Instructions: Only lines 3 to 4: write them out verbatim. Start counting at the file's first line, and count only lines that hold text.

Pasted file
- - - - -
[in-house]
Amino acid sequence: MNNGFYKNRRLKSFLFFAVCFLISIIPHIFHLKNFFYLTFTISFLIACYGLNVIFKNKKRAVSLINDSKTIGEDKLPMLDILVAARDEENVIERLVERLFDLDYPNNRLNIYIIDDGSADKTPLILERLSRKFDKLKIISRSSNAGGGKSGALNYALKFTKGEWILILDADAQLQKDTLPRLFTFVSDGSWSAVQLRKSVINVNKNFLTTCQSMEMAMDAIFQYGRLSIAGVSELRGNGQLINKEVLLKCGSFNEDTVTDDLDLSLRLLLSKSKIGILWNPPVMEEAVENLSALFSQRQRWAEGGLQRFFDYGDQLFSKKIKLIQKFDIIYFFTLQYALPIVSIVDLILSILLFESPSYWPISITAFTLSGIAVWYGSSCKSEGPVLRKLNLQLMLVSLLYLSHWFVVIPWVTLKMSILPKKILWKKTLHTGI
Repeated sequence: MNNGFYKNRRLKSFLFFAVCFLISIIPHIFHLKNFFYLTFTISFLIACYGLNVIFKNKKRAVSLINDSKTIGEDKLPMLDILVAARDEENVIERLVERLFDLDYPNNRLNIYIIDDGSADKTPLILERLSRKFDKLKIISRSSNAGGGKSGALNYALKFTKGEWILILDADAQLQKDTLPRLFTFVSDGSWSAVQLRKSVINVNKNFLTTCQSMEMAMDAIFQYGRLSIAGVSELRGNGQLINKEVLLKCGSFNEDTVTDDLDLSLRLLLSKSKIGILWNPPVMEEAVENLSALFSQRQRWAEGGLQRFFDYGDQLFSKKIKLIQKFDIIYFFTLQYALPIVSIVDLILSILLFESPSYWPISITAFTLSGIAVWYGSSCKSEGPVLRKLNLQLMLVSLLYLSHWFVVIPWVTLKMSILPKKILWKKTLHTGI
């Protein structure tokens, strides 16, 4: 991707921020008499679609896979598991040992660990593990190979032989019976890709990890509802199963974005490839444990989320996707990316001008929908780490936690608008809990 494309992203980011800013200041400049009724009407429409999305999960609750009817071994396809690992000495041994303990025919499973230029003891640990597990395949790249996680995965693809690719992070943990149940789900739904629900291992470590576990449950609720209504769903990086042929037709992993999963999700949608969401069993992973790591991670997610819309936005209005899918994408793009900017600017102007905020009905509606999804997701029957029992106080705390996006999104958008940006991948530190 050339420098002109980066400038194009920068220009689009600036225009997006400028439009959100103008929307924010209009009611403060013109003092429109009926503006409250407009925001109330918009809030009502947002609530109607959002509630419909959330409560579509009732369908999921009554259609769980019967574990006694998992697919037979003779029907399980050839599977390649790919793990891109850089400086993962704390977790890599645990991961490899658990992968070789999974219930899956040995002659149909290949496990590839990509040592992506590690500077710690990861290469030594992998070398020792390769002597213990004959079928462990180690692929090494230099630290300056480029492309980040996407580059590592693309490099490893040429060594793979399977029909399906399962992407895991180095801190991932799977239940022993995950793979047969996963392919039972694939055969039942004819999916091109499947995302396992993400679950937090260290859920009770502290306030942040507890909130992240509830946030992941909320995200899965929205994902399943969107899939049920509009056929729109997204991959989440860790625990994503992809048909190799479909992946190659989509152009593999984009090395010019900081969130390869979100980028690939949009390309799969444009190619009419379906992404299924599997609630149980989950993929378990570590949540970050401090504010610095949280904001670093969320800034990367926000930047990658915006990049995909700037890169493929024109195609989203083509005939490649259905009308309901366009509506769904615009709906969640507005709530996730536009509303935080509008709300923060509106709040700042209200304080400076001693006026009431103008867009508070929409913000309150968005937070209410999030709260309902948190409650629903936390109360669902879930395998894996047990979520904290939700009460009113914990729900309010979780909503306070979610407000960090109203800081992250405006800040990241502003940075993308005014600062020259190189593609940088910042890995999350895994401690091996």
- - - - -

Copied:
Repeated sequence: MNNGFYKNRRLKSFLFFAVCFLISIIPHIFHLKNFFYLTFTISFLIACYGLNVIFKNKKRAVSLINDSKTIGEDKLPMLDILVAARDEENVIERLVERLFDLDYPNNRLNIYIIDDGSADKTPLILERLSRKFDKLKIISRSSNAGGGKSGALNYALKFTKGEWILILDADAQLQKDTLPRLFTFVSDGSWSAVQLRKSVINVNKNFLTTCQSMEMAMDAIFQYGRLSIAGVSELRGNGQLINKEVLLKCGSFNEDTVTDDLDLSLRLLLSKSKIGILWNPPVMEEAVENLSALFSQRQRWAEGGLQRFFDYGDQLFSKKIKLIQKFDIIYFFTLQYALPIVSIVDLILSILLFESPSYWPISITAFTLSGIAVWYGSSCKSEGPVLRKLNLQLMLVSLLYLSHWFVVIPWVTLKMSILPKKILWKKTLHTGI
């Protein structure tokens, strides 16, 4: 991707921020008499679609896979598991040992660990593990190979032989019976890709990890509802199963974005490839444990989320996707990316001008929908780490936690608008809990 494309992203980011800013200041400049009724009407429409999305999960609750009817071994396809690992000495041994303990025919499973230029003891640990597990395949790249996680995965693809690719992070943990149940789900739904629900291992470590576990449950609720209504769903990086042929037709992993999963999700949608969401069993992973790591991670997610819309936005209005899918994408793009900017600017102007905020009905509606999804997701029957029992106080705390996006999104958008940006991948530190 050339420098002109980066400038194009920068220009689009600036225009997006400028439009959100103008929307924010209009009611403060013109003092429109009926503006409250407009925001109330918009809030009502947002609530109607959002509630419909959330409560579509009732369908999921009554259609769980019967574990006694998992697919037979003779029907399980050839599977390649790919793990891109850089400086993962704390977790890599645990991961490899658990992968070789999974219930899956040995002659149909290949496990590839990509040592992506590690500077710690990861290469030594992998070398020792390769002597213990004959079928462990180690692929090494230099630290300056480029492309980040996407580059590592693309490099490893040429060594793979399977029909399906399962992407895991180095801190991932799977239940022993995950793979047969996963392919039972694939055969039942004819999916091109499947995302396992993400679950937090260290859920009770502290306030942040507890909130992240509830946030992941909320995200899965929205994902399943969107899939049920509009056929729109997204991959989440860790625990994503992809048909190799479909992946190659989509152009593999984009090395010019900081969130390869979100980028690939949009390309799969444009190619009419379906992404299924599997609630149980989950993929378990570590949540970050401090504010610095949280904001670093969320800034990367926000930047990658915006990049995909700037890169493929024109195609989203083509005939490649259905009308309901366009509506769904615009709906969640507005709530996730536009509303935080509008709300923060509106709040700042209200304080400076001693006026009431103008867009508070929409913000309150968005937070209410999030709260309902948190409650629903936390109360669902879930395998894996047990979520904290939700009460009113914990729900309010979780909503306070979610407000960090109203800081992250405006800040990241502003940075993308005014600062020259190189593609940088910042890995999350895994401690091996």